[-empyre-] Starting the Third Week: Michael Boghn and Jerome Sala

Murat Nemet-Nejat muratnn at gmail.com
Thu Nov 17 09:45:18 AEDT 2016

Hallelujah! Michael, Jerome and me are finally in the same thread.


On Wed, Nov 16, 2016 at 4:27 PM, Michael Boughn <mboughn at gmail.com> wrote:

> ----------empyre- soft-skinned space----------------------
> I am probably older than most people in this group. I first came to
> computers when I was in my early 40’s and in grad school in Buffalo. I had
> spent years working in various industrial situations, much of the time
> organizing for what I later came to see as a communist cult but which at
> the time was the vehicle for my passion about justice. The computer was a
> Kapro and it belonged to the guys who lived downstairs from my friend,
> Peter. You had to build those computers from scratch and they looked like
> the grown up spawn of an Erector Set. I thought the hype was way overblown,
> especially watching one of the guys play slo-mo pong, the lurid green dot
> slowly moving back and forth between two moving lines.
> But then they started talking about MIT and about going there to talk with
> some people and get some software. Going there? Talking? It was my first
> glimpse of the possibility of a new mode of relation, of coming together in
> intangible spaces for the purpose of talking and of being in common. It
> wasn’t very common then outside small circles of computer pioneers and
> pirates. But soon there were Compuserve chat rooms. And then there was
> Facebook.
> I can’t say Facebook without feeling physically my deep ambivalence. It’s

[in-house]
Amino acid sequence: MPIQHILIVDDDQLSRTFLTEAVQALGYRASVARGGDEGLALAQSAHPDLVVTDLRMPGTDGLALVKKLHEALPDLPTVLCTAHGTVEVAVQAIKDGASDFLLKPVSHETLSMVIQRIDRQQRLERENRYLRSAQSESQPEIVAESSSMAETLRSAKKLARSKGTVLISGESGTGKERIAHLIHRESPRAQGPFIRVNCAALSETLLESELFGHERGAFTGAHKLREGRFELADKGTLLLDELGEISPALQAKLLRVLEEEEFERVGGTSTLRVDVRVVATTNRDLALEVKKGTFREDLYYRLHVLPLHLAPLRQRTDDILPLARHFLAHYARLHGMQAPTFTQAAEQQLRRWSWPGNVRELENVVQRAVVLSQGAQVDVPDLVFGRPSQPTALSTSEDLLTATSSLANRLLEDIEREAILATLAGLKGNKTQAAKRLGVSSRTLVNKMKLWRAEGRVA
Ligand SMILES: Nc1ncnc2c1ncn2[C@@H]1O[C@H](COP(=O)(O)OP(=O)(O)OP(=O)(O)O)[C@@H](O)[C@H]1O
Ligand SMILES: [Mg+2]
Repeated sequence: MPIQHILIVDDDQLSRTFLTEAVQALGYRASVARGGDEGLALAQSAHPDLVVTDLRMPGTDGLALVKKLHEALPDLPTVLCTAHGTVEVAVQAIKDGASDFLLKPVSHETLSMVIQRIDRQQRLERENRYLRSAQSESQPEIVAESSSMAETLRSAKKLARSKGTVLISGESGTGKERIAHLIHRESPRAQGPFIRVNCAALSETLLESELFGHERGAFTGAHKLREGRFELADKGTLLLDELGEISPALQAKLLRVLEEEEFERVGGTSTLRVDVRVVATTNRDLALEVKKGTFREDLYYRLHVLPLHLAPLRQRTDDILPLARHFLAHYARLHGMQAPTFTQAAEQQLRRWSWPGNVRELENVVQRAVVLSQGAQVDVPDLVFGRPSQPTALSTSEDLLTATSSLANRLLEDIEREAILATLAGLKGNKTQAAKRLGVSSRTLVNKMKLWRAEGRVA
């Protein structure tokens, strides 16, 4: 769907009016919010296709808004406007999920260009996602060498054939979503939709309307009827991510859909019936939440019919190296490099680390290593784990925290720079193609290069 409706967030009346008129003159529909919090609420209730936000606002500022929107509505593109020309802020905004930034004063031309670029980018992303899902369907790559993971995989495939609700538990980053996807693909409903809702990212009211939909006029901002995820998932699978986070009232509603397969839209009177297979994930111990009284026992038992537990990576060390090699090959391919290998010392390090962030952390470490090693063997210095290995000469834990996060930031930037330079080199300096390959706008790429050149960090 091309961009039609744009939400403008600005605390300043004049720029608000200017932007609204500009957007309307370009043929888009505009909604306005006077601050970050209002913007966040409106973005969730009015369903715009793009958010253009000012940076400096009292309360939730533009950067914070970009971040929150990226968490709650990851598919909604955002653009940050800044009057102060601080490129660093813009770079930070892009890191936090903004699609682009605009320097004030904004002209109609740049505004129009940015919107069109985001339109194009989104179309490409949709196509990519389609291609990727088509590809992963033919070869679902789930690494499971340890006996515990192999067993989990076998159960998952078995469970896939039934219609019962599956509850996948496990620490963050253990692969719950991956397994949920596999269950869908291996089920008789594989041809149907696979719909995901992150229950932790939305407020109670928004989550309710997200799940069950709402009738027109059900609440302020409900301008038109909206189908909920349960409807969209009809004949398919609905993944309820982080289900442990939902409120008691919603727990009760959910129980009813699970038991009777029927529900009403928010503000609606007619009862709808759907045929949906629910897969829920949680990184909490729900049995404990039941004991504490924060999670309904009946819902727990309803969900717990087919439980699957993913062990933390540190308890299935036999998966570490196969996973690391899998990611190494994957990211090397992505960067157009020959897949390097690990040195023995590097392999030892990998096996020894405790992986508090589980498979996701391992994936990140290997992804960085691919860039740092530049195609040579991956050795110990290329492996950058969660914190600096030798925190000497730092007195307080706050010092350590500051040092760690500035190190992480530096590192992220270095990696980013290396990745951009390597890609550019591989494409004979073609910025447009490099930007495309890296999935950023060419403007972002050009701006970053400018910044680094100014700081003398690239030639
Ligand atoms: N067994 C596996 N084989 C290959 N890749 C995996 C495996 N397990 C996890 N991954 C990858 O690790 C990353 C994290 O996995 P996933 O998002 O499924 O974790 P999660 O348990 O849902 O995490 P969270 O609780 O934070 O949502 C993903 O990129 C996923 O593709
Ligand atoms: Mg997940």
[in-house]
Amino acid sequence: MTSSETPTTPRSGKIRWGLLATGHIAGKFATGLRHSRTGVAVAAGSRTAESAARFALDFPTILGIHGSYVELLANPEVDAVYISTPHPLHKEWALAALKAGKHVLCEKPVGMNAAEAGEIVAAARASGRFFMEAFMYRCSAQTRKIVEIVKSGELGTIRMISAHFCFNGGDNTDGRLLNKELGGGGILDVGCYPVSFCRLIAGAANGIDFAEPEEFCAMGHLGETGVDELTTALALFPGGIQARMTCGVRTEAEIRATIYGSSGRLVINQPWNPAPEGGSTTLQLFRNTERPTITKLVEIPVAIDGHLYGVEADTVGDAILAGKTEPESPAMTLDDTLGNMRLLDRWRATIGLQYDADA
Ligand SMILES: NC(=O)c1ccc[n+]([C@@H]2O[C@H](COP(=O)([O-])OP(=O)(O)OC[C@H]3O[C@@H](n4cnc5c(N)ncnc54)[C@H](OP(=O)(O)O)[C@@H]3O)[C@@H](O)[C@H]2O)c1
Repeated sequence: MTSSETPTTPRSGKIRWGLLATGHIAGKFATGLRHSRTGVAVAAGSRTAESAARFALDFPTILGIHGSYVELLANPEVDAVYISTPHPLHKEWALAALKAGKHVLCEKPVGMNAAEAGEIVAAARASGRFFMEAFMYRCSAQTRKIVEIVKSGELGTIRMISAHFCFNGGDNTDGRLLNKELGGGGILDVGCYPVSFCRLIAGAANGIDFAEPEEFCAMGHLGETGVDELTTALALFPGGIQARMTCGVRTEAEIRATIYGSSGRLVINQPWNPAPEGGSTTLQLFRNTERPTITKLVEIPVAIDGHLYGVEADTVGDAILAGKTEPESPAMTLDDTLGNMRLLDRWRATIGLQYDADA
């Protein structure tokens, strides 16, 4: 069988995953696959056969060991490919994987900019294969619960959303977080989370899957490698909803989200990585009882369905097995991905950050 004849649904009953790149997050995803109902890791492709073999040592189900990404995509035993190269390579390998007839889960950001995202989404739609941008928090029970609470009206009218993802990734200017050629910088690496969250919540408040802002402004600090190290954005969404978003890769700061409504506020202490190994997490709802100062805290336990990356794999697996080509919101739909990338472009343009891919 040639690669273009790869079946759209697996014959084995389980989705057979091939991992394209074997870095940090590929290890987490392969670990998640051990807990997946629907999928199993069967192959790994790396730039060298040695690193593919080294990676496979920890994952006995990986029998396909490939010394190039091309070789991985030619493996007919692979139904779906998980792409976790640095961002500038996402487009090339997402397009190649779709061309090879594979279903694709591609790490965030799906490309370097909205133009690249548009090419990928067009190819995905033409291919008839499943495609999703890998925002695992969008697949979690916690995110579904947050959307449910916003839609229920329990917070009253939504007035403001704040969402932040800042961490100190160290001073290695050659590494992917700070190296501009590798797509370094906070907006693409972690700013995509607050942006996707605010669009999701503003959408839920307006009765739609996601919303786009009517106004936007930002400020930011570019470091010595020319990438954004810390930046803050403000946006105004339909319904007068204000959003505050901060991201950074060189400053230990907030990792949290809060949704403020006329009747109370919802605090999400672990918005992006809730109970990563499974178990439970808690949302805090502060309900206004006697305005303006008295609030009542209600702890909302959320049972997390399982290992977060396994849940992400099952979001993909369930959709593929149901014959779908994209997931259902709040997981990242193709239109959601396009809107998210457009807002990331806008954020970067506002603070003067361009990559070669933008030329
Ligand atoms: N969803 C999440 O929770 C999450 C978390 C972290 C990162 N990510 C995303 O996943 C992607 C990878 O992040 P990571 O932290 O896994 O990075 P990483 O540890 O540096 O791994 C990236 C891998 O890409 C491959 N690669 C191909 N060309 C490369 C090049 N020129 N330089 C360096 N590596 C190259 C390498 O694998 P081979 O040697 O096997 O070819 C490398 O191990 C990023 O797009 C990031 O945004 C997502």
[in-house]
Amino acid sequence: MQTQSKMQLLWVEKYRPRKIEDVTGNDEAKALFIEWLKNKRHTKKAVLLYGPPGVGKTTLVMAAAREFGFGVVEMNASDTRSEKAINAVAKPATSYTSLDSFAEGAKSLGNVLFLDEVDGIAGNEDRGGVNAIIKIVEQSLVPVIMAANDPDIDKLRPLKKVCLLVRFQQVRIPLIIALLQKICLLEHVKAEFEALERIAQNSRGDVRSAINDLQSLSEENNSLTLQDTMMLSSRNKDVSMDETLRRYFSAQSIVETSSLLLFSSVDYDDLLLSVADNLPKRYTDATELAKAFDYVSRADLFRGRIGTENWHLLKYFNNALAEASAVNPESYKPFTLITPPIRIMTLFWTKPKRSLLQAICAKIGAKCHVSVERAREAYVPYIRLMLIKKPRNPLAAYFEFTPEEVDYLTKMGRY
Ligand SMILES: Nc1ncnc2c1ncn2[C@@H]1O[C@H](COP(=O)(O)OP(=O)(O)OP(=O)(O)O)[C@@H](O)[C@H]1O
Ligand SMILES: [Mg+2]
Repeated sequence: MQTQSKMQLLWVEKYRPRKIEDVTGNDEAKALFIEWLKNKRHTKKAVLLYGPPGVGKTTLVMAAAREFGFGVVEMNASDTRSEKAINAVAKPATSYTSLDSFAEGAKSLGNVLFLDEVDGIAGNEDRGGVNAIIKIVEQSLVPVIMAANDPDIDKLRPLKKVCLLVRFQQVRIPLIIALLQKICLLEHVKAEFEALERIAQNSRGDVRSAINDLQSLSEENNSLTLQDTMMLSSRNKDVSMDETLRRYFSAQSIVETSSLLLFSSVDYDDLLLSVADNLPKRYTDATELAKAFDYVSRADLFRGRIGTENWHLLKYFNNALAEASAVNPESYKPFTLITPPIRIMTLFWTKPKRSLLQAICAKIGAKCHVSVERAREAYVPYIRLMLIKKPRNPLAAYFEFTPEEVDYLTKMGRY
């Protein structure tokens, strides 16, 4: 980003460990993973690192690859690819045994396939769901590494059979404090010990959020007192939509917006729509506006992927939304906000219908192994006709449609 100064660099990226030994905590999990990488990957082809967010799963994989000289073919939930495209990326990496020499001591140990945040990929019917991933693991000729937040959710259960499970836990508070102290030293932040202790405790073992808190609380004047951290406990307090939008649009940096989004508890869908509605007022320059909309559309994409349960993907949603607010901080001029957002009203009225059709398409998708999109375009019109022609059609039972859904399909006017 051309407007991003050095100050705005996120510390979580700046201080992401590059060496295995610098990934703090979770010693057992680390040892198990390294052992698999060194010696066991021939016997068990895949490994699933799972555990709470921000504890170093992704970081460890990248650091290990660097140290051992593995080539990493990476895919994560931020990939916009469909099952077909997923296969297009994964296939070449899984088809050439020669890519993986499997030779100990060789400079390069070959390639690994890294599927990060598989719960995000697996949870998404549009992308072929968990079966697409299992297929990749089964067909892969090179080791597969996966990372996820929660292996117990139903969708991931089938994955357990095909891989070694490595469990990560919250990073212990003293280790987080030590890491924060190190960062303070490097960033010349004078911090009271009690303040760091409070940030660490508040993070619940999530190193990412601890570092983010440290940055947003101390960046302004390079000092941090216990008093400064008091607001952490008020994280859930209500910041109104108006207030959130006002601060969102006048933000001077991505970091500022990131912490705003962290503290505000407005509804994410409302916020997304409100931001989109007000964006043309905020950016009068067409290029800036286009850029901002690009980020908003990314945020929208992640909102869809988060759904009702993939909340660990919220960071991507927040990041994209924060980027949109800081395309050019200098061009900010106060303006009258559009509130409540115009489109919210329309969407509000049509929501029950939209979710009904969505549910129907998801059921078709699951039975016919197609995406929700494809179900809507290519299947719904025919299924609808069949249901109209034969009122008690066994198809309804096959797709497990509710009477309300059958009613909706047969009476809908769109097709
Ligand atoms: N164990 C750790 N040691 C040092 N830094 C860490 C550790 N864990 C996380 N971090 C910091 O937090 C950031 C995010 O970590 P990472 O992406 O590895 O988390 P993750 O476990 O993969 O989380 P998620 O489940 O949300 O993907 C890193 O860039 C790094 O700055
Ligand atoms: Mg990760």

> like an enormous echo chamber where your friends endlessly broadcast their
> political preferences to other people just like them, as if it mattered, as
> if repeating their brand preference over and over was going to make a
> difference. Meanwhile they sit at their desks staring at a screen, counting
> their likes. But I have also had some amazingly complex and important
> exchanges on Facebook, exchanges that led to further engagements in, as
> they say, the flesh. I have met people I would never have met otherwise,
> and renewed old relationships that otherwise would have been lost forever.
> So as much as the virtual community on Facebook is a narcissistic
> echo-chamber, it is also a place of actual relation, of being in common
> that has enriched my life.
> I was thinking about that being in common when, together with Kent
> Johnson, I launched the web site Dispatches from the Poetry Wars in April
> of this year. Kent and I share a commitment to poetry as a particular mode
> of knowledge that has largely been lost to a poetry “market” divided
> between various careerist and professionalizing tendencies that have
> dominated the writing and distribution of poetry over the past 40 years.
> Aside from the satirical critique of the MFA/Creative Writing axis and the
> Professional Avant-Garde axis, Dispatches is a kind of virtual pirate
> utopia or temporary autonomous zone within which a previously unknown
> being-in-common is coming together, making itself known to itself.
> In the past this would have been done in print publications like Ed
> Sanders’ Fuck You: A Magazine of the Arts, John Clarke’s intent.: a
> newsletter of talk, thinking, and document, Ken Warren’s House Organ, The
> Institute of Further Study’s The Magazine of Further Studies, or numerous
> other under the radar publications. The difference is that the space/medium
> that the computer offers allows for almost instantaneous connection and
> communication. Rather than waiting 3 or 4 months for the next magazine to
> appear in your mailbox, the conversation goes on continually in its
> immediate finitude. Actual arguments take place in nearly real time. Errors
> are addressed and dealt with. It is immediately responsive.